When Lavery’s summer enterprise was completed, fifty canvases were placed in ‘Watts’ style frames for the Craibe Angus show. The result was a critical success, and the artist was warmly praised for the richness and variety of his studies; these were not ‘hasty memorials’, but ‘completed pictures’ which in ‘arrangement, colour or effect’ did not repeat themselves.[8] The oil sketching style – lightly indicating the main motif with the tip of a sable brush – looking for overall atmospheric effect, could be regarded by some as ‘impressionistic’, but the point was simply that these, more than any other record, supplied an agreeable souvenir of an exceptionally successful event in the life of the city. Such was its renown that Queen Victoria made a State Visit to the Glasgow International on 22nd August 1888, and Lavery was on hand to sketch the moment. His Craibe Angus show and this visit resulted in a commission for a large commemorative record of the event that would occupy him for the next two years, up until his first visit to Tangier (fig.s 7 & 8).[9]


For the present, in the summer of 1888, there was only the pleasure of sunny days sitting in the park, smoking a cigar, and contemplating the great pleasure dome of the International Exhibition.


Professor Kenneth McConkey, specialist in British and Irish art at the turn of the twentieth century and distinguished biographer of Sir John Lavery (2010).






Fig. 3 John Lavery, A view from the canal of the                     Fig. 4 John Lavery, The Glasgow International      

Industrial Hall, Kelvingrove, at the first International                 Exhibition, 1888    

Exhibition, Glasgow, 1888                                                  Oil on canvas: 61 x 45.7 cm

Oil on wood: 34 x 24.2 cm                                                  Glasgow Museums                               

The Higgins Art Gallery & Museum, Bedford



Fig. 5 John Lavery, The Dutch Cocoa House at the             Fig. 6 John Lavery, The Glasgow Exhibition, 1888

Glasgow International Exhibition, 1888                               Oil on wood: 23.5 x 34.9 cm

Oil on canvas: 45.8 x 35.7 cm                                          Tate Britain

Scottish National Gallery, Edinburgh



Fig. 7 John Lavery, The visit of Queen Victoria to the            Fig. 8 John Lavery, State visit of Her Majesty, Queen Victoria to

International Exhibition, Glasgow (study), 1888                       the Glasgow International Exhibition, 1890

Oil on canvas: 63.5 x 76.9 cm                                             Oil on canvas: 256.5 x 406.4 cm

Aberdeen Art Gallery & Museums                                   Kelvingrove Art Gallery and Museum, Glasgow





Belfast 1856 - 1941 Kilmaganny, County Kilkenny


It has been claimed that Sir John Lavery belonged to the Glasgow School, the Ulster School, the Irish School and the British School, indicating the versatility and wide-ranging appeal of his artistic accomplishments. His works are greatly admired for his development of the aesthetic value of the sketch, in which each touch of the brush is left undisguised to create a vibrant and atmospheric affect.


Born in Belfast, he was orphaned in infancy and brought up by an uncle near Moira, and later, another relative in Ayrshire. As a teenager, Lavery was apprenticed to a Glasgow photographer, and during the late 1870s, attended classes at the Haldane Academy in Glasgow. He then trained at Heatherleys in London and in 1881, settled in Paris, where he studied at the Académie Julian and Atelier Colarossi; during this period he was influenced by Jules Bastien-Lepage and painted in a plein-air and naturalist style.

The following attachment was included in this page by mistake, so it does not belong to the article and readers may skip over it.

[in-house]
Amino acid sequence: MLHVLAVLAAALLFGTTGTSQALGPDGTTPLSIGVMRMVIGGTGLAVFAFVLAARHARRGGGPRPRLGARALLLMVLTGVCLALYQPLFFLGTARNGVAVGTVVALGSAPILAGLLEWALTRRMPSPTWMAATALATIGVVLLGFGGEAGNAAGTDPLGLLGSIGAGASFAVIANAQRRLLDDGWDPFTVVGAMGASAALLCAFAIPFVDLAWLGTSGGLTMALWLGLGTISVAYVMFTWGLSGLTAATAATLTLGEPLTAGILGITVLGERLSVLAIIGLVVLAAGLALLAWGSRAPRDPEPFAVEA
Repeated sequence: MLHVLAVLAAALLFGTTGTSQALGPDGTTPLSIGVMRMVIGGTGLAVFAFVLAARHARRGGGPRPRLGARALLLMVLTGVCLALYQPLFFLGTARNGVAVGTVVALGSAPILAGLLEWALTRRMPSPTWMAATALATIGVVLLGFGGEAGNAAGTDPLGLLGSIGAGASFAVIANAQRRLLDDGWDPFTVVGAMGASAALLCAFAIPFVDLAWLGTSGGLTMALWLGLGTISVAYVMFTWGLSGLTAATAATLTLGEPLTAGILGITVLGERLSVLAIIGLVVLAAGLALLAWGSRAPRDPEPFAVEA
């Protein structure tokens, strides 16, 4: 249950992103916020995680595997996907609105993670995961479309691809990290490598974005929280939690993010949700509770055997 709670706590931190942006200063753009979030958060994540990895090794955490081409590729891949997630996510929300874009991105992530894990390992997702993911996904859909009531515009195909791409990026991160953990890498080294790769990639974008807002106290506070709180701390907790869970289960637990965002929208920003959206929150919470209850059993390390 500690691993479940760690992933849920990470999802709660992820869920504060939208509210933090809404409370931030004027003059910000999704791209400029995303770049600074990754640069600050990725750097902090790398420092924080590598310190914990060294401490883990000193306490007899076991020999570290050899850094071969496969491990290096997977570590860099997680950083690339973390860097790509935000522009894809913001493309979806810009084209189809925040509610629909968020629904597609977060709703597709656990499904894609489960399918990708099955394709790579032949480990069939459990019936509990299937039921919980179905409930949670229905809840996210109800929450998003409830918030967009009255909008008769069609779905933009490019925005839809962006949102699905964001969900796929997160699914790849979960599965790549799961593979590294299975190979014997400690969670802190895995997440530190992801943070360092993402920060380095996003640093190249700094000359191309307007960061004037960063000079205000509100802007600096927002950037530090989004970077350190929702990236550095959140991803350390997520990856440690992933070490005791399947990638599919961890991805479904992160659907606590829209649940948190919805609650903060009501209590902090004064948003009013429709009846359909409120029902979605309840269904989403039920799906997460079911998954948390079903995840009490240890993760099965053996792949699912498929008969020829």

Lavery returned to Glasgow in 1885 and became one of the leading members of the Glasgow School.  He moved to London in 1896 and helped Whistler to found the International Society in 1898, of which he was a Vice-President until 1908. He was elected an Associate of the Royal Academy in 1911 and became a full Academician in 1921. He was appointed Official War Artist to the Royal Navy in 1917, and was knighted the following year. Lavery travelled extensively during his career, visiting Morocco, Italy, Spain, Germany and Holland, and these visits inspired many of his works. Following the death of his wife, Hazel, in 1935, Lavery set off for Hollywood with the idea of painting the 'stars'. With the outbreak of the Second World War, he returned to Ireland and died at Kilmaganny in 1941.




[1] No catalogues for the above appear to have survived. Prior to the present rediscovery, thirty-six of the fifty works have been traced.

[2] For a fuller account of the exhibition see Stanley K Hunter, Kelvingrove and the 1888 Exhibition, 1990, (privately published); also Perilla Kinchin and Juliet Kinchin, Glasgow’s Great Exhibitions, 1888, 1901, 1911, 1938, 1988, 1995 (White Cickade, Bicester).

[3] See International Exhibition Glasgow 1888, Fine Arts Section, Official Catalogue, 1888, (T&A Constable, Printers to Her Majesty).

[4] ‘Glasgow International Exhibition – The Visitors – A Comparison with Manchester’, Glasgow Herald, 15th May 1888, p.4.

[5] Both Guthrie and Stevenson, through their west of Scotland family backgrounds, could be regarded as having more influential connections than he.

[6] Nightfall, Battle of Langside (Belgian Senate, Brussels), and Dawn, 14th May 1568 (Private collection) were both started before the themes of International were known.  The latter was shown at the International (no.541) in Gallery 3, reserved for ‘British Sale Pictures’. Lavery’s other work, The White Rose, featured in the ‘British Loan Pictures’, Gallery 2, (no.258).

[7] K. McConkey, John Lavery, A Painter and his World, Atelier Books, London, 2010, pp.31-36.

[8] The Glasgow Herald, 1st October 1888; The Bailie, 3rd October 1888, p.11.

[9] McConkey, op. cit., pp.45-58.

Other Works By
Sir John Lavery:

Sir John Lavery - A blue swimming pool at Cannes Sir John Lavery - Hyde Park Corner, 29th November 1934 Sir John Lavery - A Southern Sea